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Stephen, Sir Leslie (1832-1904)
Stephen, Sir Leslie (1832-1904)
The privilege of a moneyed background allowed Sir Leslie to become the first obsessively competitive mountaineer in the modern idiom. Unlike his peers, who preferred traditional pursuits such as fox-hunting, country balls, or seducing scullery-maids, Stephen was into conquests of a no less dangerous and sweaty nature. Bagging virgin Alpine peaks was his game, and he was exceptionally talented at it. Between 1858 and 1877 he was virtually the ‘Golden Age of Mountaineering’ personified, making dozens of first ascents or new routes up the now classic peaks of the western Alps. More remarkably, unlike others who were attempting to formulate the protocols of early mountaineering activity, he rejected the respectable excuse of ‘scientific exploration’, and openly admitted he did it as a sporting challenge. But Stephen doesn’t owe his place in the illustrious hall of climbing fame solely for his physical efforts, prodigious though these were. He came from a genetically literate brood. He himself was a literary biographer (instigator of the National Dictionary of Biography), his wife was the product of Thackeray’s loins and their own child grew up to become Virginia Woolf. It is perhaps unsurprising therefore that Stephen wrote arguably the first (and still one of the best and most entertaining) mountaineering classics, The Playground of Europe, thereby helping initiate the genre of mountaineering literature.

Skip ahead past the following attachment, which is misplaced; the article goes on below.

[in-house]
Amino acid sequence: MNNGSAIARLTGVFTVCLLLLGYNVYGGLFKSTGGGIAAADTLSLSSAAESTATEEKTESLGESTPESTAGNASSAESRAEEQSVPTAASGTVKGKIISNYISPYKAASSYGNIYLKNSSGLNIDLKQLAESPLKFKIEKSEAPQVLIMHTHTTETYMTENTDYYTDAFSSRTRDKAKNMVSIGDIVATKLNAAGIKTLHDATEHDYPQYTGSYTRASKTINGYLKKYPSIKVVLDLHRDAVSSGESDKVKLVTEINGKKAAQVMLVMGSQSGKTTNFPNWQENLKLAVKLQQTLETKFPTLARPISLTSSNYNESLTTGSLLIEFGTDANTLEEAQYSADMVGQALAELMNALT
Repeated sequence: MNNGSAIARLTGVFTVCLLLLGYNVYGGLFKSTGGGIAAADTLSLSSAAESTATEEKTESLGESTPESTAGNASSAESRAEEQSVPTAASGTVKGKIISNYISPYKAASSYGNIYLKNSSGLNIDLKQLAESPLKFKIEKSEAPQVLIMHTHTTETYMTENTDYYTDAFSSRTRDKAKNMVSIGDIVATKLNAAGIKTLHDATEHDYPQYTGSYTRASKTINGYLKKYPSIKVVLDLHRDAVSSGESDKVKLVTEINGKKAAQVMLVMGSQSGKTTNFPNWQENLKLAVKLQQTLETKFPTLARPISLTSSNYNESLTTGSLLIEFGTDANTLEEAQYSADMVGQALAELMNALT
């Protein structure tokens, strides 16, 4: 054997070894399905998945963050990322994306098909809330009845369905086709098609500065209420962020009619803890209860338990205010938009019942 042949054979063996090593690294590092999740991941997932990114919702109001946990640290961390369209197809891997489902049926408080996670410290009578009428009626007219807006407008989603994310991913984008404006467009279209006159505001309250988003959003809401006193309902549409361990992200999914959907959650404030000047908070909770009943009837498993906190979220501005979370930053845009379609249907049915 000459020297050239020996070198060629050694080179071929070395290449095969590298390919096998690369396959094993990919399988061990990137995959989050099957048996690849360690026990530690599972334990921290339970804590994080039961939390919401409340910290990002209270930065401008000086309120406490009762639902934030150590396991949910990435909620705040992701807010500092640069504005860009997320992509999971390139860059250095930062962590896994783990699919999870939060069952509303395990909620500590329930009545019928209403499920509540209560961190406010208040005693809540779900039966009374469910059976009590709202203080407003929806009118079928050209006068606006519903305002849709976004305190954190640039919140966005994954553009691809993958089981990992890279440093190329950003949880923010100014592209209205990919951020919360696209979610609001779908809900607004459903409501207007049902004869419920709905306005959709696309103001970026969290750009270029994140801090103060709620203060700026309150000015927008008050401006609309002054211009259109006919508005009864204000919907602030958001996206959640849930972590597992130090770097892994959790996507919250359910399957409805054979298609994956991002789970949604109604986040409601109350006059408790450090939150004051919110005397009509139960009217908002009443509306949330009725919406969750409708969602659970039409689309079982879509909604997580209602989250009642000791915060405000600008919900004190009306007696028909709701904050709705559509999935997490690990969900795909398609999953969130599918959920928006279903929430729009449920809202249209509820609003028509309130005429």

Biographical information is kindly supplied by Colin Wells.
2006-08-06 00:00:00
Maxine Willett
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Stephen, Sir Leslie (1832-1904)